consistent plot driver for the title, would bring Deathlok into the Marvel Universe proper, and would see plot threads continuing from issue to issue as Ben foils an assassination attempt on President-Elect Jimmy Carter; travels to England to find a cure for the brainwashed assassin, Deathlok; and battles Hydra and even a mutated Alicia Masters. Although it would also wrap up some storylines from Astonishing Tales, Defenders, and Skull the Slayer, Wolfman’s run had the feel of an ongoing story rather than a series of one-offs: “I don’t remember why I got the title or how, but suddenly I had it. MTIO was not a book I wanted to do. I hate the fake constraints of a team-up title, so I decided that to make it fun I’d do a continued story where the characters would have reasons to keep meeting. That’s why I plugged it into the Marvel Universe more than it had been. As writer/editor, like Stan, Roy, and others, I was able to guide my books the way I felt would do the best job, but I always had my staff go over them, editing and proofreading them as if I wasn’t the EiC. Nobody should edit their own work or you’ll miss everything you do wrong. I wanted to control the direction, not necessarily every little thing.” In addition to his writer/editor run, Wolfman also wrote the title’s third annual, which features a cosmic blonde, repeated mentions of the deaths of many worlds, and intergalactic Monitors. When I ask him if he was rehearsing later themes [in DC’s Crisis on Infinite Earths], he’s clear that it’s just an interesting coincidence: “Wishful thinking, as I don’t remember why I did that story. But I do remember liking it.” Wolfman would hand the writer’s chores over to Roger Slifer, who would write the next several issues both solo and in collaboration with David Anthony Kraft and Tom DeFalco, who would script over Slifer’s plot for issue #40 (June 1978). “I had just started writing for Marvel,” DeFalco recalls. “I believe they assigned me to do the plots for a two-part Avengers fill-in and an issue of What If? While they were waiting for the artwork to come in on those jobs, they ran into a deadline thing with the Two-in-One job and asked me if I could dialogue it. Ben Grimm has always been one of my favorite characters, so I leaped at the opportunity.” The dialogue in issue #40 sparkles, particularly because of the contrasts between the various speaking characters. The issue opens with the Thing, Yellowjacket, Matt Murdock, and a street kid named Eugene, and would carry on to feature regal T’Challa, the Black Panther.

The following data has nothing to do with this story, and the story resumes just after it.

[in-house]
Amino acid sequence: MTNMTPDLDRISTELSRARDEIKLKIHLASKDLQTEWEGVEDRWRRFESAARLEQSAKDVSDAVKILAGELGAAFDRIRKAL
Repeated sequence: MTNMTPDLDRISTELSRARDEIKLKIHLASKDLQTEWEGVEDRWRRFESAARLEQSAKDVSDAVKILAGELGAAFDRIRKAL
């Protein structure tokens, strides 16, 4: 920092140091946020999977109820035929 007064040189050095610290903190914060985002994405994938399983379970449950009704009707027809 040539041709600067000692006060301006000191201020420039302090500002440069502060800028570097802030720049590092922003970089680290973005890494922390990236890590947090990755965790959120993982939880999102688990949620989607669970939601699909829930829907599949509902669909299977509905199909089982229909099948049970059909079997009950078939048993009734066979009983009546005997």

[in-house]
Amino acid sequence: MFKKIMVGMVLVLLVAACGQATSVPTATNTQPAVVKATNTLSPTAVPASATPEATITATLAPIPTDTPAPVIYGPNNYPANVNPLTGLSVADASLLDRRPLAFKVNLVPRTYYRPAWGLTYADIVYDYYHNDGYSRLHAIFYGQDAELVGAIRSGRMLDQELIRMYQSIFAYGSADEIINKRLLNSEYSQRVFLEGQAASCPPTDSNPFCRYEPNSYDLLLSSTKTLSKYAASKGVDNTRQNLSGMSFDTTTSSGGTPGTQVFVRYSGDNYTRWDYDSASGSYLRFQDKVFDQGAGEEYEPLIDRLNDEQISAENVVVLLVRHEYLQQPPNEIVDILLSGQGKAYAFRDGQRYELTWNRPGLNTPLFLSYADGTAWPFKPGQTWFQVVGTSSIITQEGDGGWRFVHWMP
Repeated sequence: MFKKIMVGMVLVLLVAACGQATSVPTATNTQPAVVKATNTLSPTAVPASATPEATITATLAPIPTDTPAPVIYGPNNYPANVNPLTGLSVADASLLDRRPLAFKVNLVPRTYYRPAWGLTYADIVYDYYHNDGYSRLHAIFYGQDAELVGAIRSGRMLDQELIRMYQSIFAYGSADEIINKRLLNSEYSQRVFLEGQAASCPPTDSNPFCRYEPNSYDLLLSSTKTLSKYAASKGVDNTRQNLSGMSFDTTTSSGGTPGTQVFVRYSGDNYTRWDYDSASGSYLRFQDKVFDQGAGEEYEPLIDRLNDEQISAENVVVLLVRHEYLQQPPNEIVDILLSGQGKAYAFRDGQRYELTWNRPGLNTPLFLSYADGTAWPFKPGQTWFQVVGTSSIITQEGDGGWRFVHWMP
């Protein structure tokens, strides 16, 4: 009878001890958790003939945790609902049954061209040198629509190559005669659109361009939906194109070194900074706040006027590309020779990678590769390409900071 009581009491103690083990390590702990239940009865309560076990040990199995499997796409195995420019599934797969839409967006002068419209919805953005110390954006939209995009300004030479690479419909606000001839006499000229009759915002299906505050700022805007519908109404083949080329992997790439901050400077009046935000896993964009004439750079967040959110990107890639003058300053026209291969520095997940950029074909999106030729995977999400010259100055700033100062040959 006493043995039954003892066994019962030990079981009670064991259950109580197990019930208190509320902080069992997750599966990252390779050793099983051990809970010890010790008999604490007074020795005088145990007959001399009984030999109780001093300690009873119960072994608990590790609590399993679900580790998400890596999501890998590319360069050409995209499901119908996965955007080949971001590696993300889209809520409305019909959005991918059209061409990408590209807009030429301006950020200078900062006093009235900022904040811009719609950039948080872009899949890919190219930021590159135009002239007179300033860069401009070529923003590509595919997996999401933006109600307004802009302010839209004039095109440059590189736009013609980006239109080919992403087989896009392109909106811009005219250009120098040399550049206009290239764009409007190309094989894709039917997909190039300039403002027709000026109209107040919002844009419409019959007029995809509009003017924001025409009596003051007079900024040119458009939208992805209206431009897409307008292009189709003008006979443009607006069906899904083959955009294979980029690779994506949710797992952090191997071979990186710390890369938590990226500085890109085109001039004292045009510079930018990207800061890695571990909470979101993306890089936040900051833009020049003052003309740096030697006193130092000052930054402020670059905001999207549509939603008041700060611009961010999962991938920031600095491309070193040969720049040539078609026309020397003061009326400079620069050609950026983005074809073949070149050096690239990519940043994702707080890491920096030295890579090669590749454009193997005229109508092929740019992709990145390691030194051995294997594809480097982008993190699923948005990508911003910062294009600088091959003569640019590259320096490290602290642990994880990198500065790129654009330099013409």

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In Marvel Comics’ publishing years of 1975–1976, an explosion of new titles had begun. Some were instant successes, such as the All-New, All-Different X-Men, and others, such as Omega the Unknown, still remain relatively unknown today. A number of super-teams got their own titles during this time, such as The Inhumans, The Invaders, and the short-lived Champions. For equal billing, perhaps, the bad guys got their own title: Super-Villain Team-Up. Prince Namor, the Sub-Mariner and the nefarious Dr. Doom were chosen as the initial title characters. This combo has historic significance for Marvel Comics as they were the first villains to team together in the Marvel Universe, conspiring against that fab foursome in Fantastic Four #6 (Sept. 1962), “The Diabolical Duo Join Forces.” Marvel counted on the characters’ long-standing villainy to be a catalyst for this new series. Editor-in-chief at the time, Roy Thomas recalls, “The series was Stan Lee’s idea. At least that’s the way I remember it. Stan picked [Namor and Doom] because they were both stars in their own right who might carry a title. So why not team them up?” Bill Everett’s aquatic character, the Sub-Mariner, had been a Golden Age headliner in the Marvel/Timely Universe. By the mid-1970s, Prince Namor had a series of monthly adventures for almost a decade in Tales to Astonish, which transitioned in 1968 into his own self-titled Sub-Mariner, which ran for 72 issues until its cancellation in 1974. As a co-star of the new Super-Villain Team-Up, the Prince of Atlantis would return to a regular title in the summer of 1975. Sub-Mariner was a proven marketable character and one too good for writer and editor Thomas not to publish. “What I liked about the Sub-Mariner is that he is not truly a villain,” recalls Thomas. Roy had earlier penned most of the Sea Prince’s adventures in Sub-Mariner. Prince Namor had been consistently portrayed as a ruler of his aquatic city of Atlantis who nobly tried to protect his citizens and their interests from an often seemingly hostile surface world. Namor’s regal persona is in stark contrast with that of his co-star, Victor von Doom. Doom is a ruler of the European country of Latveria. However, his motives and motivations are not at all altruistic. Doom’s elitist and savage personality had threatened the Marvel Universe for over a decade, with almost endless plots against the planet. Despite his disreputable character, von Doom was, and remains, one of the more marketable Marvel characters. Von Doom had also previously headlined a feature in Amazing Adventures earlier in the decade. The series’ artist, Bob Hall, notes, “Dr. Doom was popular and matching him with other villains seemed like a good idea.”